More than 75 percent of the drownings and pool-related injuries from 2012-2016 involved children younger than 5 years of age, states a recent report from the U.S. Consumer Product Safety Commission (CPSC). This public health crisis is the focus of a new Pool Safely campaign, launched jointly by the CPSC and the Michael Phelps Foundation. Since its launch more than 7 years ago, the Pool Safely campaign has cultivated over 1,000 partners that assist in public outreach and education to help parents and families learn more about safety measures in and around pools and spas.
Some of the campaign partners include notable organizations like the National Drowning Prevention Alliance, Walmart, the U.S. YMCA, the Boys & Girls Clubs of America, the Red Cross, and the Boy Scouts of America. The goal of this nationwide initiative is to reduce the number of fatal and non-fatal drownings and entrapments in swimming pools and spas.
“We are making progress, but we need even more kids taking swim lessons, more adults serving as Water Watchers, more fences installed, and more people trained in CPR. Today’s swimming lesson with Michael and his Foundation serves as a reminder of the importance of all children learning how to swim—no matter where they live or what their circumstance,” said CPSC Chairman Ann Marie Buerkle in a recent press release.
Fatal drownings and pool-related injuries
Recent statistics on pool drownings and injuries underscore the need for pool owners and operators to have proper safety measures in place. A staggering 50 percent of all drownings and pool injuries in children under 15 years of age happen at home, reports the CPSC. Public or community swimming pools were the site of the majority of drownings in kids under the age of 9.
In order to keep children safe this summer and beyond, pool owners are encouraged to review the following checklist:
- Never leave children unattended in a pool
- Designate a “water watcher” if a lifeguard is not on duty
- Install a safety barrier (at least 4-feet tall) around the perimeter of the pool
- Use self-closing gates that open outward from the pool
- Ensure pool water, equipment and surroundings are properly maintained and free of hazards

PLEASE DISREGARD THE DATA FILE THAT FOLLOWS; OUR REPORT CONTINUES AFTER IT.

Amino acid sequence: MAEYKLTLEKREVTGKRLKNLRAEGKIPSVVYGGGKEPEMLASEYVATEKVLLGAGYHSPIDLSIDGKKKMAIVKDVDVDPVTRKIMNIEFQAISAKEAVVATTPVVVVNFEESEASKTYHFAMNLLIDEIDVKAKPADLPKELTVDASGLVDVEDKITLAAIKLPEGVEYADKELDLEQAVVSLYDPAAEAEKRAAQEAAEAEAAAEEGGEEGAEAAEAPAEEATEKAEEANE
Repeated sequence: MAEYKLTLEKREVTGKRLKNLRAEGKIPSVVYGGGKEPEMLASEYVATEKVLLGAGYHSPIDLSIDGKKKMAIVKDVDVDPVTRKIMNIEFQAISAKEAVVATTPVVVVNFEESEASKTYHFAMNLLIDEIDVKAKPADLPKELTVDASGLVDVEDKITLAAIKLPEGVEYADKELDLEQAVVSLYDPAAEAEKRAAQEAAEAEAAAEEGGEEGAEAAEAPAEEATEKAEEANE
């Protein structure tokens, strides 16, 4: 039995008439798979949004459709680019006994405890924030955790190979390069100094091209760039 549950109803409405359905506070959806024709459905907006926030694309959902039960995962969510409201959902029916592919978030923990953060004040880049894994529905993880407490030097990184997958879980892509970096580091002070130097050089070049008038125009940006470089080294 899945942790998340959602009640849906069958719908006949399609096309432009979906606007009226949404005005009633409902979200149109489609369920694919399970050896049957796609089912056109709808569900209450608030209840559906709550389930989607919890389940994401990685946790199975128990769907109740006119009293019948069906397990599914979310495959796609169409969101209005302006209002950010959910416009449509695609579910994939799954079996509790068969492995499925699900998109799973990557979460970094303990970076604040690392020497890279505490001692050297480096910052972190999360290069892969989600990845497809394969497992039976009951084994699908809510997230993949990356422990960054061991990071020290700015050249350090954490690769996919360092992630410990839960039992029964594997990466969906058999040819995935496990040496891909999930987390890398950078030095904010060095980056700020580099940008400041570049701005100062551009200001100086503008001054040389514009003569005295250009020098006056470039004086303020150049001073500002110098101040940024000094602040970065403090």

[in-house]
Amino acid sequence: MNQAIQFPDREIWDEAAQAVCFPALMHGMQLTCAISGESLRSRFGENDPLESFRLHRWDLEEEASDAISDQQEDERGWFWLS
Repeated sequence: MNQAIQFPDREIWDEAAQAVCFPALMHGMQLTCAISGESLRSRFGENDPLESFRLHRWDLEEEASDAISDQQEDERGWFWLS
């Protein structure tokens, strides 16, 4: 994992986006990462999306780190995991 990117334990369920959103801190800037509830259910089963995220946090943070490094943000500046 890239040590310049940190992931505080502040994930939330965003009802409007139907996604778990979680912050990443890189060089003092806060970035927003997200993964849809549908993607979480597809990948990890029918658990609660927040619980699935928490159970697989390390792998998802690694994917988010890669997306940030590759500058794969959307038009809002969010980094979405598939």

- For those with an above ground pool, ensure the ladder is removed and the pool covered when not in use.
Pool owner liability
Safety authorities say that insufficient pool barriers and lack of supervision are the two leading causes of drowning and injury accidents among young children, particularly in residential pool settings. When proper precautions are not taken, and death or injury occurs, pool owners and operators may be held liable in a court of law.
Failing to install a perimeter fence, leaving your pool gate unlocked, allowing small children to swim without supervision, or failing to prevent access to your swimming pool may be considered acts of negligence. In addition, New York State law mandates that every swimming pool constructed or modified after 2006 must be equipped with a pool alarm that can detect when a child enters the water. Pool owners must also make sure that all suction outlets are covered to prevent entrapment.
New York personal injury lawyers
In the event of an accidental drowning or injury at a swimming pool or spa, it’s important to understand your legal rights to compensation. The law firm of Edelman, Krasin & Jaye offers confidential case reviews and can quickly determine if you have grounds to bring a civil claim for damages under theories of premises liability. To schedule a free consultation with an experienced Long Island premises liability attorney, we invite you to call us toll-free at 1-800-469-7429.
Additional Pool Safety Resources:
- US Consumer Product Safety Commission, Pool Safely and Michael Phelps Foundation Announce Partnership to Help Families Stay Safer In and Around Pools and Spas https://www.cpsc.gov/Newsroom/News-Releases/2017/Pool-Safely-and-Michael-Phelps-Foundation-Announce-Partnership-to-Help-Families-Stay-Safer-In-and-Around-Pools-and-Spas
- NY Gov, Current Requirements for Swimming Pools Contained in the Uniform Fire Prevention and Building Code (Uniform Code) https://www.dos.ny.gov/dcea/pdf/PoolsumUC0708.pdf